Swift-DocC sidebar

Hi everyone! I’m excited to kick off a new development effort for Swift-DocC-Render — the sidebar. The goal is to create an easy, intuitive way to quickly navigate through documentation.

Below, I’ll share some early designs for this experience. The sidebar will enable you to visualize a technology’s symbol tree, move between pages, and find specific APIs. I look forward to hearing your thoughts on these designs.

The sidebar experience has three main features:

Navigate and filter the symbol tree. You can dive into different levels of hierarchy in the tree. This enables a side-by-side reading experience that lets you effortlessly switch from exploring different symbols, to focusing on a single page.

Filter by text, articles and tutorials. Type in the filter bar to narrow down the content on the sidebar, or select a tag to see a list of a particular type of page. For example, when you select the “tutorials” tag , the API list will only show tutorials.

Adapt the content. Resize the page to optimize for reading or navigating. Make the sidebar bigger to view long API titles, or smaller to focus on the body content.


This looks basically perfect. I can't wait!

Is the idea that this would show the same content as the sidebar in Xcode's documentation browser?

Xcode's documentation sidebar includes a filter to exclude deprecated symbols. Would the DocC-Render version have the same option? And what are the thoughts on enabling that (and hiding deprecated symbols) by default?


Thanks Karl!

Yup, you’d see the same content in both.

Excluding deprecated symbols isn’t something we scoped for the first version of the sidebar, but it’s definitely good to know you’re interested in that feature. Do you think it should be enabled by default?


Please make sure the search is fuzzy! Using a similar algorithm to Xcode would be great, but hopefully one that doesn't break as much.

Personally I don't think filtering is necessary, but it certainly shouldn't be enabled by default. Users can hardly be expected to keep up with deprecations and will wonder where the APIs they see on StackOverflow or these forums aren't coming up in the results. I would like to see deprecated symbols in their own section of the list, like we see in Dash.

More generally, a section in the sidebar for inherited or protocol conformance APIs would be great too. Such a pain in Xcode and Dash that I have to remember that certain things live on UIControl and not UIButton. It would also be nice to separate out my View's specific APIs from the billion that we inherit from View, while still letting us view those APIs if we want.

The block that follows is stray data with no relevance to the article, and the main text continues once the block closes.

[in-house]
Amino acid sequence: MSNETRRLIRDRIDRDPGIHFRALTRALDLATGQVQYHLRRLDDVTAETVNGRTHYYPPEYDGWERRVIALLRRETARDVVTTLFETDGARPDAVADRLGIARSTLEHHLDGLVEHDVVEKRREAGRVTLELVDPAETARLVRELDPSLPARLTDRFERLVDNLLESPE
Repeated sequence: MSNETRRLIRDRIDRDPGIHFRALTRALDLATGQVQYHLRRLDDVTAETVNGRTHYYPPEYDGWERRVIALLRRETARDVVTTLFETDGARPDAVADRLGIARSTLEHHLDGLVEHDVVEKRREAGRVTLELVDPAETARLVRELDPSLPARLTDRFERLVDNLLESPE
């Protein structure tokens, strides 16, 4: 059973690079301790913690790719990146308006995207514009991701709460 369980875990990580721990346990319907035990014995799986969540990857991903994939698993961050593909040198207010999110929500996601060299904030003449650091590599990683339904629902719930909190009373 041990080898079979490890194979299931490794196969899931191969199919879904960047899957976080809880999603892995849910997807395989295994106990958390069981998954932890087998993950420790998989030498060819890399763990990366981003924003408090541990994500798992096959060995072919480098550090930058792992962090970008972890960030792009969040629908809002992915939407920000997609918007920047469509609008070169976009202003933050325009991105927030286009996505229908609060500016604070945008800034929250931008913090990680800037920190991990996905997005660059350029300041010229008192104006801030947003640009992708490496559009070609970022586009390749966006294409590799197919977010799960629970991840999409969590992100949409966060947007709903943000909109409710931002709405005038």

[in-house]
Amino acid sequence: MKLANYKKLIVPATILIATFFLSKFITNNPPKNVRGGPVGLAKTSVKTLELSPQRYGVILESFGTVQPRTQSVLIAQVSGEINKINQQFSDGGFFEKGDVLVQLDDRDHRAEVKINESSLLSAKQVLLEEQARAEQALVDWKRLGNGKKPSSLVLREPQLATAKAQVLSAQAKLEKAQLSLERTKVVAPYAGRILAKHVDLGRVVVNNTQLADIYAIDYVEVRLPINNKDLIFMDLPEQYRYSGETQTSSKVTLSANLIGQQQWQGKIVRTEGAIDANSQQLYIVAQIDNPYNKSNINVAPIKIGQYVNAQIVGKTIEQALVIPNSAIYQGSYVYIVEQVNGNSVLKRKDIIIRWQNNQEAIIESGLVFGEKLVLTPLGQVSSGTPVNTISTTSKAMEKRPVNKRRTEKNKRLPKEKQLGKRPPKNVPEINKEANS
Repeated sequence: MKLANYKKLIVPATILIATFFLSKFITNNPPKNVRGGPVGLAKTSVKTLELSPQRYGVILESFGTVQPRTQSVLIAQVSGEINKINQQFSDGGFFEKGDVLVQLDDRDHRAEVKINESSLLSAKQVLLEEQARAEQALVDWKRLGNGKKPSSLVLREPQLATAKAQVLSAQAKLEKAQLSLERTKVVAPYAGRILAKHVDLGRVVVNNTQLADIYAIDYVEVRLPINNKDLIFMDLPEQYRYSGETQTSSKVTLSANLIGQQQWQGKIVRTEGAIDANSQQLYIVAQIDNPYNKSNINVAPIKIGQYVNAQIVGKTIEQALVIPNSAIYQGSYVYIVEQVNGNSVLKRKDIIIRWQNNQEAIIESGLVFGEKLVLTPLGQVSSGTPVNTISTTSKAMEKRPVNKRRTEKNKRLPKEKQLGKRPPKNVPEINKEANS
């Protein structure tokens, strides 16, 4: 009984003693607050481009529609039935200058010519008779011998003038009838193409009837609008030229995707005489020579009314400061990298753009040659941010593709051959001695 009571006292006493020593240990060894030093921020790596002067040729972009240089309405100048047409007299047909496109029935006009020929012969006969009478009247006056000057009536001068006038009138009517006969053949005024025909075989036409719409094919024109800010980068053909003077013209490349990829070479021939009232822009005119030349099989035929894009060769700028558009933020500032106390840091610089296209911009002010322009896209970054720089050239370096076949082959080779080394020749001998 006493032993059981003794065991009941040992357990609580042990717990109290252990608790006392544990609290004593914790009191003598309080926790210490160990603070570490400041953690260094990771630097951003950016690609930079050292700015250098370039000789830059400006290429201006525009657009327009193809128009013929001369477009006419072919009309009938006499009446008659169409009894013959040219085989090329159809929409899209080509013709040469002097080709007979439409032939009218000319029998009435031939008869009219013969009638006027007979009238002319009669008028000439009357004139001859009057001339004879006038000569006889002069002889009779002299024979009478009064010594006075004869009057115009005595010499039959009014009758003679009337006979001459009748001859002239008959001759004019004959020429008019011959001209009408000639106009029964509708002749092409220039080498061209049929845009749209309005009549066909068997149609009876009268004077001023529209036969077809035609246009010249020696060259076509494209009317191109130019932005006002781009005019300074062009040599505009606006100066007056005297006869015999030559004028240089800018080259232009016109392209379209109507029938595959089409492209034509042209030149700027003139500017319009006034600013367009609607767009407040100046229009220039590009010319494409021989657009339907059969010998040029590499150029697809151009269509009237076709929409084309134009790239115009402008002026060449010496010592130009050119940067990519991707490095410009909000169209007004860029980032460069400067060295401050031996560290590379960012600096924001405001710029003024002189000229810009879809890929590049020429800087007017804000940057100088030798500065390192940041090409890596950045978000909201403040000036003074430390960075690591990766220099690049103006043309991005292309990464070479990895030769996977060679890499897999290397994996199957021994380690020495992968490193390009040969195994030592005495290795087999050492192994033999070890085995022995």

I asked because that's the only filtering option currently offered by Xcode, and I think they should be consistent if possible. If they are inconsistent, it raises questions about why does Xcode thinks this is an important thing to filter symbols by, but DocC-render considers it unimportant.


More broadly, I would like to see deprecated symbols be less prominent in documentation - after all, whilst a deprecated symbol still exists, its use is no longer recommended. They're unique in that they need to be there, but you also kind of don't want them to be there or to draw attention to themselves.

There are a number of ways to approach that, from toggle switches which show/hide all deprecated symbols, to collecting them at each level of the topic hierarchy in their own little islands (both in topic pages and in the sidebar). But it's fine if that is out of scope for now; the sidebar still adds a lot of value even without it.

Xcode offers a few filtering options beyond "Hide Deprecated". It will filter by a DocC archive's symbol availability (what OS version the symbol is available in and introduced), documentation kind (article, tutorial), and deprecation. (I agree that these other options aren't as discoverable as they ought to be though- if you begin typing an OS version in the filter bar you should be offered autocomplete for a filter option.)

I think all of these filter options are important. Tackling documentation kind first and then investigating how to implement further kinds of filtering seems like a reasonable path forward.

I agree! Would be great to explore how the new sidebar can interact with on-page content to better promote the symbols you, as the framework author, want to guide readers towards.